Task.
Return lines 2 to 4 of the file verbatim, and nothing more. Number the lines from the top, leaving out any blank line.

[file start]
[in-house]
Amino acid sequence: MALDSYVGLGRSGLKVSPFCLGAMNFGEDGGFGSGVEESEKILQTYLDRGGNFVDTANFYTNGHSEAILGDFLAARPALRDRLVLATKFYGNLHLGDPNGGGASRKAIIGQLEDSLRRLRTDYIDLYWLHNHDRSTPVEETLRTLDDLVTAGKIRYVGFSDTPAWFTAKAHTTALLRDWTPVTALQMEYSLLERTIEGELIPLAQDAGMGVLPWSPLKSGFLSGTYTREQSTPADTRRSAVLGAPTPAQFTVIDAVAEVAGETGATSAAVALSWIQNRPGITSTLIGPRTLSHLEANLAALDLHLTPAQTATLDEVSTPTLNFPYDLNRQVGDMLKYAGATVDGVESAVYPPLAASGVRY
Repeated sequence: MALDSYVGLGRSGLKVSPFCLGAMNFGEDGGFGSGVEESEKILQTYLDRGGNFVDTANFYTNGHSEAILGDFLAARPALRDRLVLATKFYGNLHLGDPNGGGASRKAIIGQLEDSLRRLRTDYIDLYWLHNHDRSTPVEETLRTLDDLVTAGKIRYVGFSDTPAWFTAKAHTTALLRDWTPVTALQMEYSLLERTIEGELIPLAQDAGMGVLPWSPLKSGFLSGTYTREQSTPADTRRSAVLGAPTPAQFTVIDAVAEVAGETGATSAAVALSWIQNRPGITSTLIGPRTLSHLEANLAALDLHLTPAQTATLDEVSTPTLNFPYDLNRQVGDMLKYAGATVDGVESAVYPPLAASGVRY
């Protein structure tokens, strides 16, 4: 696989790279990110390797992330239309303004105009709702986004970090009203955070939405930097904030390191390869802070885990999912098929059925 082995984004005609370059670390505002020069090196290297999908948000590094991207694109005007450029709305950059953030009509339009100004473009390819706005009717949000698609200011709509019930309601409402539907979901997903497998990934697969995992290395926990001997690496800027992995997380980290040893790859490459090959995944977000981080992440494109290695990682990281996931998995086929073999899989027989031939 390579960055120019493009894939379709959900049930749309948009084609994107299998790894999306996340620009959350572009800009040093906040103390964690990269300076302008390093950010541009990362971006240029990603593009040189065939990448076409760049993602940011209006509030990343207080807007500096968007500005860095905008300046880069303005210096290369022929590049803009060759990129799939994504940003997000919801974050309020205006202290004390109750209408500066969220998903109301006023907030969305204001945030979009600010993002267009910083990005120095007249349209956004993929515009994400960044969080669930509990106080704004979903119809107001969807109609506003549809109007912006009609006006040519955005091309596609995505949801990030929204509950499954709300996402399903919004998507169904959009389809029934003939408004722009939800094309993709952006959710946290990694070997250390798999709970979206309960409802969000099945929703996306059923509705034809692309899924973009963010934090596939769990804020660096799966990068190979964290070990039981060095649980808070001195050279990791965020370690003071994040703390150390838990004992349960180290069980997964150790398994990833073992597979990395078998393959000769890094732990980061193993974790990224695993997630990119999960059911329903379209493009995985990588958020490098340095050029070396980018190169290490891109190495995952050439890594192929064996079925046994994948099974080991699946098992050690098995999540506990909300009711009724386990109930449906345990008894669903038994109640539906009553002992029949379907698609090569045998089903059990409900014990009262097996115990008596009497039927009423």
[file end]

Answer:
Amino acid sequence: MALDSYVGLGRSGLKVSPFCLGAMNFGEDGGFGSGVEESEKILQTYLDRGGNFVDTANFYTNGHSEAILGDFLAARPALRDRLVLATKFYGNLHLGDPNGGGASRKAIIGQLEDSLRRLRTDYIDLYWLHNHDRSTPVEETLRTLDDLVTAGKIRYVGFSDTPAWFTAKAHTTALLRDWTPVTALQMEYSLLERTIEGELIPLAQDAGMGVLPWSPLKSGFLSGTYTREQSTPADTRRSAVLGAPTPAQFTVIDAVAEVAGETGATSAAVALSWIQNRPGITSTLIGPRTLSHLEANLAALDLHLTPAQTATLDEVSTPTLNFPYDLNRQVGDMLKYAGATVDGVESAVYPPLAASGVRY
Repeated sequence: MALDSYVGLGRSGLKVSPFCLGAMNFGEDGGFGSGVEESEKILQTYLDRGGNFVDTANFYTNGHSEAILGDFLAARPALRDRLVLATKFYGNLHLGDPNGGGASRKAIIGQLEDSLRRLRTDYIDLYWLHNHDRSTPVEETLRTLDDLVTAGKIRYVGFSDTPAWFTAKAHTTALLRDWTPVTALQMEYSLLERTIEGELIPLAQDAGMGVLPWSPLKSGFLSGTYTREQSTPADTRRSAVLGAPTPAQFTVIDAVAEVAGETGATSAAVALSWIQNRPGITSTLIGPRTLSHLEANLAALDLHLTPAQTATLDEVSTPTLNFPYDLNRQVGDMLKYAGATVDGVESAVYPPLAASGVRY
């Protein structure tokens, strides 16, 4: 696989790279990110390797992330239309303004105009709702986004970090009203955070939405930097904030390191390869802070885990999912098929059925 082995984004005609370059670390505002020069090196290297999908948000590094991207694109005007450029709305950059953030009509339009100004473009390819706005009717949000698609200011709509019930309601409402539907979901997903497998990934697969995992290395926990001997690496800027992995997380980290040893790859490459090959995944977000981080992440494109290695990682990281996931998995086929073999899989027989031939 390579960055120019493009894939379709959900049930749309948009084609994107299998790894999306996340620009959350572009800009040093906040103390964690990269300076302008390093950010541009990362971006240029990603593009040189065939990448076409760049993602940011209006509030990343207080807007500096968007500005860095905008300046880069303005210096290369022929590049803009060759990129799939994504940003997000919801974050309020205006202290004390109750209408500066969220998903109301006023907030969305204001945030979009600010993002267009910083990005120095007249349209956004993929515009994400960044969080669930509990106080704004979903119809107001969807109609506003549809109007912006009609006006040519955005091309596609995505949801990030929204509950499954709300996402399903919004998507169904959009389809029934003939408004722009939800094309993709952006959710946290990694070997250390798999709970979206309960409802969000099945929703996306059923509705034809692309899924973009963010934090596939769990804020660096799966990068190979964290070990039981060095649980808070001195050279990791965020370690003071994040703390150390838990004992349960180290069980997964150790398994990833073992597979990395078998393959000769890094732990980061193993974790990224695993997630990119999960059911329903379209493009995985990588958020490098340095050029070396980018190169290490891109190495995952050439890594192929064996079925046994994948099974080991699946098992050690098995999540506990909300009711009724386990109930449906345990008894669903038994109640539906009553002992029949379907698609090569045998089903059990409900014990009262097996115990008596009497039927009423």